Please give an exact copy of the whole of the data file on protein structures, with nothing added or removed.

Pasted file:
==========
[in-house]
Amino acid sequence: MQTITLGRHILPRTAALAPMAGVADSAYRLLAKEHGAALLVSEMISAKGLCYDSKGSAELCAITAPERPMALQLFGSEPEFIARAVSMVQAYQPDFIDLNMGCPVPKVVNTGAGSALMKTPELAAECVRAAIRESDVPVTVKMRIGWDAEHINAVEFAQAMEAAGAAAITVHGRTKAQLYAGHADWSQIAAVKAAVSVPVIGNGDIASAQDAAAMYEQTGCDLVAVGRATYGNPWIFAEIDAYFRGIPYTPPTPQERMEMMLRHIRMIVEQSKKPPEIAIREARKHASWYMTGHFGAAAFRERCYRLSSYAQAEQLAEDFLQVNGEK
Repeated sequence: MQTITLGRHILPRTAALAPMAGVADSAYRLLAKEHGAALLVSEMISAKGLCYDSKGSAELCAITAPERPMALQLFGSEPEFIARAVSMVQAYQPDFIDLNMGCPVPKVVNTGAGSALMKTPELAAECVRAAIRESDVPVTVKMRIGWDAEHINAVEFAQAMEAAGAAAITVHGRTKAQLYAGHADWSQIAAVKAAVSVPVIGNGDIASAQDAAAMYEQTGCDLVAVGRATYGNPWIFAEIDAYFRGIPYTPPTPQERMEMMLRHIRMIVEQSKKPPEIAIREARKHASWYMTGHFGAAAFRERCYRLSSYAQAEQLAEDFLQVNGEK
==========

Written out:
[in-house]
Amino acid sequence: MQTITLGRHILPRTAALAPMAGVADSAYRLLAKEHGAALLVSEMISAKGLCYDSKGSAELCAITAPERPMALQLFGSEPEFIARAVSMVQAYQPDFIDLNMGCPVPKVVNTGAGSALMKTPELAAECVRAAIRESDVPVTVKMRIGWDAEHINAVEFAQAMEAAGAAAITVHGRTKAQLYAGHADWSQIAAVKAAVSVPVIGNGDIASAQDAAAMYEQTGCDLVAVGRATYGNPWIFAEIDAYFRGIPYTPPTPQERMEMMLRHIRMIVEQSKKPPEIAIREARKHASWYMTGHFGAAAFRERCYRLSSYAQAEQLAEDFLQVNGEK
Repeated sequence: MQTITLGRHILPRTAALAPMAGVADSAYRLLAKEHGAALLVSEMISAKGLCYDSKGSAELCAITAPERPMALQLFGSEPEFIARAVSMVQAYQPDFIDLNMGCPVPKVVNTGAGSALMKTPELAAECVRAAIRESDVPVTVKMRIGWDAEHINAVEFAQAMEAAGAAAITVHGRTKAQLYAGHADWSQIAAVKAAVSVPVIGNGDIASAQDAAAMYEQTGCDLVAVGRATYGNPWIFAEIDAYFRGIPYTPPTPQERMEMMLRHIRMIVEQSKKPPEIAIREARKHASWYMTGHFGAAAFRERCYRLSSYAQAEQLAEDFLQVNGEK